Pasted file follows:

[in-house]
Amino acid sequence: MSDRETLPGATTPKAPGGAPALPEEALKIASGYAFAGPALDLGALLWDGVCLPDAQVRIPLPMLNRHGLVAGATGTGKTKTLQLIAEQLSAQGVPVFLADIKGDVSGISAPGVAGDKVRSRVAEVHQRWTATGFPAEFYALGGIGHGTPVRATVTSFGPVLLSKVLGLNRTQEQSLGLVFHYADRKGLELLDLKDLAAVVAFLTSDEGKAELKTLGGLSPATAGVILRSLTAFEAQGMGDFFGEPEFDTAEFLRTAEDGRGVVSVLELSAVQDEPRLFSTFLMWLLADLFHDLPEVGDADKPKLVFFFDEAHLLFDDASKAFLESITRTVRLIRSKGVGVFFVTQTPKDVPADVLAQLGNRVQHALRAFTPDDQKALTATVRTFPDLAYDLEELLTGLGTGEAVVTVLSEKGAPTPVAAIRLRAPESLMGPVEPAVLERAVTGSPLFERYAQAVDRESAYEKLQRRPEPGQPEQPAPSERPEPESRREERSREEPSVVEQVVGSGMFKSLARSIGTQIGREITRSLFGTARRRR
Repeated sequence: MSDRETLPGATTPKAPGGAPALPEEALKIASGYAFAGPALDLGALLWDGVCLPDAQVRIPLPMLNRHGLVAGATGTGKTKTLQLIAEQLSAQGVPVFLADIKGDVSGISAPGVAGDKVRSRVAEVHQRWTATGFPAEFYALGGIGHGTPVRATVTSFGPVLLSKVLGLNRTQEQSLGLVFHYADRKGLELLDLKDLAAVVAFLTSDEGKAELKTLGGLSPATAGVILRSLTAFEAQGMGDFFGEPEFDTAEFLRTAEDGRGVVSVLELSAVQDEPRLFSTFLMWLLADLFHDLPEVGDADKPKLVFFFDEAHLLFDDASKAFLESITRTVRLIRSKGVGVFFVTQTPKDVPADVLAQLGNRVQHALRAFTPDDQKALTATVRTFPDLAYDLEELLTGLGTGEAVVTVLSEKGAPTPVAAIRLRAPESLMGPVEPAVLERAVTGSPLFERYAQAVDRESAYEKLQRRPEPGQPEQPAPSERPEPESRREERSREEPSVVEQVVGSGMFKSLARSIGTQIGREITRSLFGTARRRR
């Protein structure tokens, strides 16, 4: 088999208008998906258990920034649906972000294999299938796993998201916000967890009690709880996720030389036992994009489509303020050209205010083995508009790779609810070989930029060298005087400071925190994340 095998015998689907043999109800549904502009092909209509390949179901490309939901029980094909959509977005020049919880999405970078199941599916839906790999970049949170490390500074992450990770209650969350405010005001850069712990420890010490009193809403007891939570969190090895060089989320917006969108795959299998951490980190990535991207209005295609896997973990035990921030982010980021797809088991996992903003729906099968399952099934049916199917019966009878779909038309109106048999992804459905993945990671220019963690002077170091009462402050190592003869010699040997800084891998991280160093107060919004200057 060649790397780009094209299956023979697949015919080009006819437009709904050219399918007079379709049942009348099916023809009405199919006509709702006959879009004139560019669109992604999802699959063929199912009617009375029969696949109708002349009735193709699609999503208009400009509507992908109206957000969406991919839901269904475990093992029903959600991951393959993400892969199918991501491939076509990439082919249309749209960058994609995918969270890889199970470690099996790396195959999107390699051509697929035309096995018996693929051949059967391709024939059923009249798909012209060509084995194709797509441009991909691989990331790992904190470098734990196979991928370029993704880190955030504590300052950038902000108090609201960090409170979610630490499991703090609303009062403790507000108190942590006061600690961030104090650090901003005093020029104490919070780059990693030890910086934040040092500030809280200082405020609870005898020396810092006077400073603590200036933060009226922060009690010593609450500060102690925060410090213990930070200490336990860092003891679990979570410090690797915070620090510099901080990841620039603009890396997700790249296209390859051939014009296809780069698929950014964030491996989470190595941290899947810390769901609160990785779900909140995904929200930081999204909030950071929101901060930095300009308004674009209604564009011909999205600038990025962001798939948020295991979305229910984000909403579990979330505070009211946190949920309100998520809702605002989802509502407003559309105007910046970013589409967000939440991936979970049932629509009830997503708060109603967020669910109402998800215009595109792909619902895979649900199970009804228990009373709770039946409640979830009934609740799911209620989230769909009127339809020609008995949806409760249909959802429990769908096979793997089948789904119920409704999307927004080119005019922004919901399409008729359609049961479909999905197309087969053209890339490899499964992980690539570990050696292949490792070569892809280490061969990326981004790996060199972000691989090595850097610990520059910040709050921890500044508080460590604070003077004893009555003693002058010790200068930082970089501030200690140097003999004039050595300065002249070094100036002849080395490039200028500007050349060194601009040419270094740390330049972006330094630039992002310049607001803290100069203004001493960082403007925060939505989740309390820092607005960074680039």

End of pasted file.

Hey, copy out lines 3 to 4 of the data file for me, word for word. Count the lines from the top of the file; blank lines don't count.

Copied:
Repeated sequence: MSDRETLPGATTPKAPGGAPALPEEALKIASGYAFAGPALDLGALLWDGVCLPDAQVRIPLPMLNRHGLVAGATGTGKTKTLQLIAEQLSAQGVPVFLADIKGDVSGISAPGVAGDKVRSRVAEVHQRWTATGFPAEFYALGGIGHGTPVRATVTSFGPVLLSKVLGLNRTQEQSLGLVFHYADRKGLELLDLKDLAAVVAFLTSDEGKAELKTLGGLSPATAGVILRSLTAFEAQGMGDFFGEPEFDTAEFLRTAEDGRGVVSVLELSAVQDEPRLFSTFLMWLLADLFHDLPEVGDADKPKLVFFFDEAHLLFDDASKAFLESITRTVRLIRSKGVGVFFVTQTPKDVPADVLAQLGNRVQHALRAFTPDDQKALTATVRTFPDLAYDLEELLTGLGTGEAVVTVLSEKGAPTPVAAIRLRAPESLMGPVEPAVLERAVTGSPLFERYAQAVDRESAYEKLQRRPEPGQPEQPAPSERPEPESRREERSREEPSVVEQVVGSGMFKSLARSIGTQIGREITRSLFGTARRRR
């Protein structure tokens, strides 16, 4: 088999208008998906258990920034649906972000294999299938796993998201916000967890009690709880996720030389036992994009489509303020050209205010083995508009790779609810070989930029060298005087400071925190994340 095998015998689907043999109800549904502009092909209509390949179901490309939901029980094909959509977005020049919880999405970078199941599916839906790999970049949170490390500074992450990770209650969350405010005001850069712990420890010490009193809403007891939570969190090895060089989320917006969108795959299998951490980190990535991207209005295609896997973990035990921030982010980021797809088991996992903003729906099968399952099934049916199917019966009878779909038309109106048999992804459905993945990671220019963690002077170091009462402050190592003869010699040997800084891998991280160093107060919004200057 060649790397780009094209299956023979697949015919080009006819437009709904050219399918007079379709049942009348099916023809009405199919006509709702006959879009004139560019669109992604999802699959063929199912009617009375029969696949109708002349009735193709699609999503208009400009509507992908109206957000969406991919839901269904475990093992029903959600991951393959993400892969199918991501491939076509990439082919249309749209960058994609995918969270890889199970470690099996790396195959999107390699051509697929035309096995018996693929051949059967391709024939059923009249798909012209060509084995194709797509441009991909691989990331790992904190470098734990196979991928370029993704880190955030504590300052950038902000108090609201960090409170979610630490499991703090609303009062403790507000108190942590006061600690961030104090650090901003005093020029104490919070780059990693030890910086934040040092500030809280200082405020609870005898020396810092006077400073603590200036933060009226922060009690010593609450500060102690925060410090213990930070200490336990860092003891679990979570410090690797915070620090510099901080990841620039603009890396997700790249296209390859051939014009296809780069698929950014964030491996989470190595941290899947810390769901609160990785779900909140995904929200930081999204909030950071929101901060930095300009308004674009209604564009011909999205600038990025962001798939948020295991979305229910984000909403579990979330505070009211946190949920309100998520809702605002989802509502407003559309105007910046970013589409967000939440991936979970049932629509009830997503708060109603967020669910109402998800215009595109792909619902895979649900199970009804228990009373709770039946409640979830009934609740799911209620989230769909009127339809020609008995949806409760249909959802429990769908096979793997089948789904119920409704999307927004080119005019922004919901399409008729359609049961479909999905197309087969053209890339490899499964992980690539570990050696292949490792070569892809280490061969990326981004790996060199972000691989090595850097610990520059910040709050921890500044508080460590604070003077004893009555003693002058010790200068930082970089501030200690140097003999004039050595300065002249070094100036002849080395490039200028500007050349060194601009040419270094740390330049972006330094630039992002310049607001803290100069203004001493960082403007925060939505989740309390820092607005960074680039």